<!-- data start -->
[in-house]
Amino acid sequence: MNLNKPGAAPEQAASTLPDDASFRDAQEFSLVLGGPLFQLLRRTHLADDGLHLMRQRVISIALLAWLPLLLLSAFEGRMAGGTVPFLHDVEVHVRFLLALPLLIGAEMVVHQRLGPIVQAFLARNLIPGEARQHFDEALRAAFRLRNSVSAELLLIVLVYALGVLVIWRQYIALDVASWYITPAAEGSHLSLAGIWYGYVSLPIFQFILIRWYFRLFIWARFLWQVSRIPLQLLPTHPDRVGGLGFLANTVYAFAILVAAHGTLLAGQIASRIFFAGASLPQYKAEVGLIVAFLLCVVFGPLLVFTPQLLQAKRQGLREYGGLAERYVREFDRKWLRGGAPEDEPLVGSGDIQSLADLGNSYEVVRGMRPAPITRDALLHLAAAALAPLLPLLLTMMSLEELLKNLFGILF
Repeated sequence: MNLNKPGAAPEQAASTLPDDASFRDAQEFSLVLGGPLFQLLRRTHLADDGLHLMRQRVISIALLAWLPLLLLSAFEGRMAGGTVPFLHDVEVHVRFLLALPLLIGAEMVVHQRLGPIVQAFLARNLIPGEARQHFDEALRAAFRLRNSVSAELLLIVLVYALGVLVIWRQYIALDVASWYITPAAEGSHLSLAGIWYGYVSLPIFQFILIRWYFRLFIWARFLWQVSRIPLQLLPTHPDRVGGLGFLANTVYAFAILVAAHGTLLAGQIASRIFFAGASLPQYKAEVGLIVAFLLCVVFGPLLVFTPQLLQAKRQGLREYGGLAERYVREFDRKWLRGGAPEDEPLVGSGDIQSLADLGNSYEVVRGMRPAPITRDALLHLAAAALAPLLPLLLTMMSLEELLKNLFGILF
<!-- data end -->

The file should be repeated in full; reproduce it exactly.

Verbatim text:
[in-house]
Amino acid sequence: MNLNKPGAAPEQAASTLPDDASFRDAQEFSLVLGGPLFQLLRRTHLADDGLHLMRQRVISIALLAWLPLLLLSAFEGRMAGGTVPFLHDVEVHVRFLLALPLLIGAEMVVHQRLGPIVQAFLARNLIPGEARQHFDEALRAAFRLRNSVSAELLLIVLVYALGVLVIWRQYIALDVASWYITPAAEGSHLSLAGIWYGYVSLPIFQFILIRWYFRLFIWARFLWQVSRIPLQLLPTHPDRVGGLGFLANTVYAFAILVAAHGTLLAGQIASRIFFAGASLPQYKAEVGLIVAFLLCVVFGPLLVFTPQLLQAKRQGLREYGGLAERYVREFDRKWLRGGAPEDEPLVGSGDIQSLADLGNSYEVVRGMRPAPITRDALLHLAAAALAPLLPLLLTMMSLEELLKNLFGILF
Repeated sequence: MNLNKPGAAPEQAASTLPDDASFRDAQEFSLVLGGPLFQLLRRTHLADDGLHLMRQRVISIALLAWLPLLLLSAFEGRMAGGTVPFLHDVEVHVRFLLALPLLIGAEMVVHQRLGPIVQAFLARNLIPGEARQHFDEALRAAFRLRNSVSAELLLIVLVYALGVLVIWRQYIALDVASWYITPAAEGSHLSLAGIWYGYVSLPIFQFILIRWYFRLFIWARFLWQVSRIPLQLLPTHPDRVGGLGFLANTVYAFAILVAAHGTLLAGQIASRIFFAGASLPQYKAEVGLIVAFLLCVVFGPLLVFTPQLLQAKRQGLREYGGLAERYVREFDRKWLRGGAPEDEPLVGSGDIQSLADLGNSYEVVRGMRPAPITRDALLHLAAAALAPLLPLLLTMMSLEELLKNLFGILF